Commission persuades itself that waiver of the original deadline is warranted.
With Thanksgiving less than 36 hours away, the Commission has given us all something to be thankful for: it has extended until September 30, 2011, the deadline for all EAS participants to implement the Common Alerting Protocol (CAP) reception requirement. As we reported last month, that deadline originally fell on March 29, 2011, which would have given all affected parties precious little time to make the necessary arrangements. The additional six months provides some breathing room – but whether it will be enough remains to be seen. If you have questions about the CAP requirement, check out our posts from last month and from last April for background and related links.
Interestingly, the Commission says that it is waiving the March 29, 2011 deadline “on its own motion”. That’s interesting because not only had a bunch of folks questioned the adequacy of the original deadline months ago, but a petition specifically seeking extension of the deadline was filed in October.
The initial deadline had been set back (in non-date-specific terms) in 2007, when the Commission adopted new EAS rules, including the CAP reception requirement. The FCC specified back then that the CAP reception requirement would become effective 180 days after FEMA’s adoption of CAP, whenever that might occur. Late last year, FEMA announced that it planned to adopt a version of CAP as early as the third quarter of 2010. In anticipation of FEMA adoption, the FCC asked (in March, 2010) for comments on how the FCC’s rules might need to be revised to accommodate any FEMA-adopted CAP requirements. In response, pretty much everybody and his little brother told the Commission that 180 days wouldn’t be enough time. As summarized by the Commission, the commenters said that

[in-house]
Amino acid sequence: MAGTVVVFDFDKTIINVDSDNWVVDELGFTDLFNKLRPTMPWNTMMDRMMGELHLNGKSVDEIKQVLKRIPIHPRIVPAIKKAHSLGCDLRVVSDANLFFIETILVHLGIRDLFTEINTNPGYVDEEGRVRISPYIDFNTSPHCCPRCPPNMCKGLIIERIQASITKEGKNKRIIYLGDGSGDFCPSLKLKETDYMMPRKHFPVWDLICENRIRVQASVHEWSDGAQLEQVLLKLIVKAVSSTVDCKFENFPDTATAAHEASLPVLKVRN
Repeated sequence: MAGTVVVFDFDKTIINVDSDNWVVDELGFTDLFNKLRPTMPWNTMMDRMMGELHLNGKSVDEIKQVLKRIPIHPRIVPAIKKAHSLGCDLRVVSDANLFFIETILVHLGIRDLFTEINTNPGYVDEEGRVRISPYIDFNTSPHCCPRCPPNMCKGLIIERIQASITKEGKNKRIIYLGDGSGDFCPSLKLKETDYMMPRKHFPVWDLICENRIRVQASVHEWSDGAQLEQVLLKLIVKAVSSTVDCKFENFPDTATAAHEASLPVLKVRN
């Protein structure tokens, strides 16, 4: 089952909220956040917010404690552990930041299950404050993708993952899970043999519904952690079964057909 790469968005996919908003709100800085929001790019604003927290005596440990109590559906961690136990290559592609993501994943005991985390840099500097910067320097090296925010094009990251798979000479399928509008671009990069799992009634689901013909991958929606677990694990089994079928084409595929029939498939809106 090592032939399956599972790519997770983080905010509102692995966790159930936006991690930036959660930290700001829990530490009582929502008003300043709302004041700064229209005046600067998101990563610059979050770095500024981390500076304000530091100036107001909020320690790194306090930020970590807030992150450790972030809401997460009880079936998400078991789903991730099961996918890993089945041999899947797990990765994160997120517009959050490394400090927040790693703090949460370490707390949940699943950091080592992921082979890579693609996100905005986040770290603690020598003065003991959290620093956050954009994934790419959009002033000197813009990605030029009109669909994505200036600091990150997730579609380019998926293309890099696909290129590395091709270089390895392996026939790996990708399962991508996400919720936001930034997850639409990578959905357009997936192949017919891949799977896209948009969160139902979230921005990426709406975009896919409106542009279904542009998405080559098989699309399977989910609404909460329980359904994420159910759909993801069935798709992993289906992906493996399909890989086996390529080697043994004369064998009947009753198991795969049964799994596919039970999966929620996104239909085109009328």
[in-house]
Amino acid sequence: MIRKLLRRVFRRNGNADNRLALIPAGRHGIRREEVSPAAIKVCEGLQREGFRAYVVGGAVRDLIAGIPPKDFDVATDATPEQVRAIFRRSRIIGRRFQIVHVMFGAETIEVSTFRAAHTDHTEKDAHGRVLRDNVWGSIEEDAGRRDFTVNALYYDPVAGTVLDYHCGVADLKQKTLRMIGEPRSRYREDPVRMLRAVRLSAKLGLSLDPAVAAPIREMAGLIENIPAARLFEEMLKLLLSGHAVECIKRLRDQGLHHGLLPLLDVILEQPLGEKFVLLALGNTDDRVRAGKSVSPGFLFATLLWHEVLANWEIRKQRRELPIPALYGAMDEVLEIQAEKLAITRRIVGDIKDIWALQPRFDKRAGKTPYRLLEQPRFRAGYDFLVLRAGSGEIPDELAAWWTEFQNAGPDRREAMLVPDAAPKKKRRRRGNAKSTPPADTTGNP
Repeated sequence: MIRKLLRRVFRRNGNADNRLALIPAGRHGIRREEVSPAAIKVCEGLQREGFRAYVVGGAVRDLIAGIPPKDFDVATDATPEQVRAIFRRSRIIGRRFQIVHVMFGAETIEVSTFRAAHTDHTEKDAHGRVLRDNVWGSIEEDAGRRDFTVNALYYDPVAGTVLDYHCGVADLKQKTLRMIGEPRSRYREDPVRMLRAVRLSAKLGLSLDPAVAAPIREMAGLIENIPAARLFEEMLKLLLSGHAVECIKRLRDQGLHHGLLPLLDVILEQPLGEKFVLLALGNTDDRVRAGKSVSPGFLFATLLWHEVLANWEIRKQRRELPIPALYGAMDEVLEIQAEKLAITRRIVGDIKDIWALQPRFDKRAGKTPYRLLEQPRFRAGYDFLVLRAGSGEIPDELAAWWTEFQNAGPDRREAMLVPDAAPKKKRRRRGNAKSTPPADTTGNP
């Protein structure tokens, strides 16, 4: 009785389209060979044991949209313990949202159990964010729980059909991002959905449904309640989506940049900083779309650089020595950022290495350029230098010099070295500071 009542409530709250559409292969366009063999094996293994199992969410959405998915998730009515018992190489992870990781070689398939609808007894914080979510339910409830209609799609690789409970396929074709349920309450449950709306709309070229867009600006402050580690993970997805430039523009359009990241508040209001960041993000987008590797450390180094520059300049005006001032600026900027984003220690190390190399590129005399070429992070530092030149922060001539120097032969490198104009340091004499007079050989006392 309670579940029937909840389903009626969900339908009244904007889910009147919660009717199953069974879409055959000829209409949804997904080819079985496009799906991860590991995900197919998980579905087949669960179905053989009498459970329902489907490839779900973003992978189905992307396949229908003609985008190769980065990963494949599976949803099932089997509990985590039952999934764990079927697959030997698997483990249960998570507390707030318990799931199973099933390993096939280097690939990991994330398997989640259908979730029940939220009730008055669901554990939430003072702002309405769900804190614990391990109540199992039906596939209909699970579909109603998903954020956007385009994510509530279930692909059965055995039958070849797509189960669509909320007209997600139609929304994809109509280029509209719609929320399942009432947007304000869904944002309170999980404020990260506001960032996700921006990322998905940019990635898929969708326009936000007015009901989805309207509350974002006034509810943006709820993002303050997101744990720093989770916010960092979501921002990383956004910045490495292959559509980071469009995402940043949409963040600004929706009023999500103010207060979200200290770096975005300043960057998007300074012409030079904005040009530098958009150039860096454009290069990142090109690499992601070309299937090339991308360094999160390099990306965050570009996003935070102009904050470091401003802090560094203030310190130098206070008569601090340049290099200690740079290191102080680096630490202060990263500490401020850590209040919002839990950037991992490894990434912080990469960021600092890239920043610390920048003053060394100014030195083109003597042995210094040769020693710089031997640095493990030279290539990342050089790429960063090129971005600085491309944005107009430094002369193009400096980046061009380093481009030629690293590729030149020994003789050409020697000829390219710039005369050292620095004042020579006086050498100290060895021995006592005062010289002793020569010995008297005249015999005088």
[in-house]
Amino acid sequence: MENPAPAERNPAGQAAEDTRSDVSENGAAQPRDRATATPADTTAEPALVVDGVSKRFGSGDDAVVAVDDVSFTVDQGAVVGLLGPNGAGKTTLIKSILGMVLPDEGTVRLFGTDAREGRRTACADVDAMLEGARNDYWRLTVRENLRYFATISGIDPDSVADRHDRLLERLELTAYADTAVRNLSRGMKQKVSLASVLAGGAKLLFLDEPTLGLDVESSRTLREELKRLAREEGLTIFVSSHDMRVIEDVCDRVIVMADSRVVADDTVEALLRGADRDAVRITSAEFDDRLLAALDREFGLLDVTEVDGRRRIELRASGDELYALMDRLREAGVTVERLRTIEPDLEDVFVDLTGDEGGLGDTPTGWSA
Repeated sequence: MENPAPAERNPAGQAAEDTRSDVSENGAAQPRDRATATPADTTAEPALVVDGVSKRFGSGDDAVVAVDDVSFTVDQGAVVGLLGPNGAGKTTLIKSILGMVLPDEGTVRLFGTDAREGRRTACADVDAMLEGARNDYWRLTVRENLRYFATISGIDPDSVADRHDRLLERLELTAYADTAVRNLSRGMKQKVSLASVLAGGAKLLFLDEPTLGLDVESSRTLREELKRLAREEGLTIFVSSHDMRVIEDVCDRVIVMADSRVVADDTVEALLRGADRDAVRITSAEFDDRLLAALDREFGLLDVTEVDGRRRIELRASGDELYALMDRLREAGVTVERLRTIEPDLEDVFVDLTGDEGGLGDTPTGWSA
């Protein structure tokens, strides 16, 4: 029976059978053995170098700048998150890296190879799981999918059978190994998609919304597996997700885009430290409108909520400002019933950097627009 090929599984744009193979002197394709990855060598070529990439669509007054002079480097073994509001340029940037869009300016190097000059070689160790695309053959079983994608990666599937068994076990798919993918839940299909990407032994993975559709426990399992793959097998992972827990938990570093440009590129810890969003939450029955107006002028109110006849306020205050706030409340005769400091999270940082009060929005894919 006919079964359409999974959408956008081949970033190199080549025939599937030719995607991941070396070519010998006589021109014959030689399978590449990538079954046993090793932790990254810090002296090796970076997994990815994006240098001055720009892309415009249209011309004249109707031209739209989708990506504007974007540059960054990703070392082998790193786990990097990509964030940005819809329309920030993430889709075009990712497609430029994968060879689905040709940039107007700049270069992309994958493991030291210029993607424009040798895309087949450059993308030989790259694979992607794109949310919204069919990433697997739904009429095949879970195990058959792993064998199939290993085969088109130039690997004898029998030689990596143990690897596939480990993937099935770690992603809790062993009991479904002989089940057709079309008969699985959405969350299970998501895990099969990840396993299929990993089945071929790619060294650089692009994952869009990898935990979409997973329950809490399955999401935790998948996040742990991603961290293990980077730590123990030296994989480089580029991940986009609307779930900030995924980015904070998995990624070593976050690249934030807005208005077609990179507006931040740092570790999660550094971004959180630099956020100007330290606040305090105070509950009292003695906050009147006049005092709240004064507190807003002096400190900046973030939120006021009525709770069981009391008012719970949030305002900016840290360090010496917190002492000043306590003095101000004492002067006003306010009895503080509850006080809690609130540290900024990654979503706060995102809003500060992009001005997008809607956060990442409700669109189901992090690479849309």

a 180-day cycle does not comport with vendors’ and EAS Participants’ budgeting schedules and, moreover, is insufficient given the relatively small number of manufacturing companies versus the large number of EAS Participants, the need for customer testing and approval (which alone may take more than 180 days), insufficient guidance regarding whether the FCC would require certification of CAP-compliant equipment, FEMA’s recently announced conformance testing of such equipment, uncertainty regarding encoder/decoder reactions to an EAN (the national alert event code), and a lack of provision for unforeseen events.
And shortly after FEMA finally announced its own new standards in September, an impressive impressive array of broadcast and cable interests (including, among others, the NAB, the NCTA, 46 state broadcast associations, NPR, PBS) expressly petitioned for a six-month (or more) extension of the 180-day deadline for essentially the same reasons.
So it’s passing strange that the Commission is bothering to claim that it is now acting “on its own motion”, given the fact that the likely inadequacy of the initial deadline had been raised by multiple parties very early on. But be that as it may, the fact is that implementation of the CAP reception requirement has now been put off until September 30, 2011.
Note that, in its order, the Commission acknowledges that it still has some work of its own to do here: it plans to issue a notice of proposed rulemaking involving a “comprehensive review of the impact of CAP” on the EAS. That, obviously, could have an impact on issues relating to compliance with the CAP reception requirement. And while the Commission, maintaining that good stiff bureaucratic upper lip, advises that it doesn’t contemplate any further waivers of the CAP rules beyond September 30, 2011, it still hedges by assuring one and all that it reserves the right to further extend the deadline if it feels like it.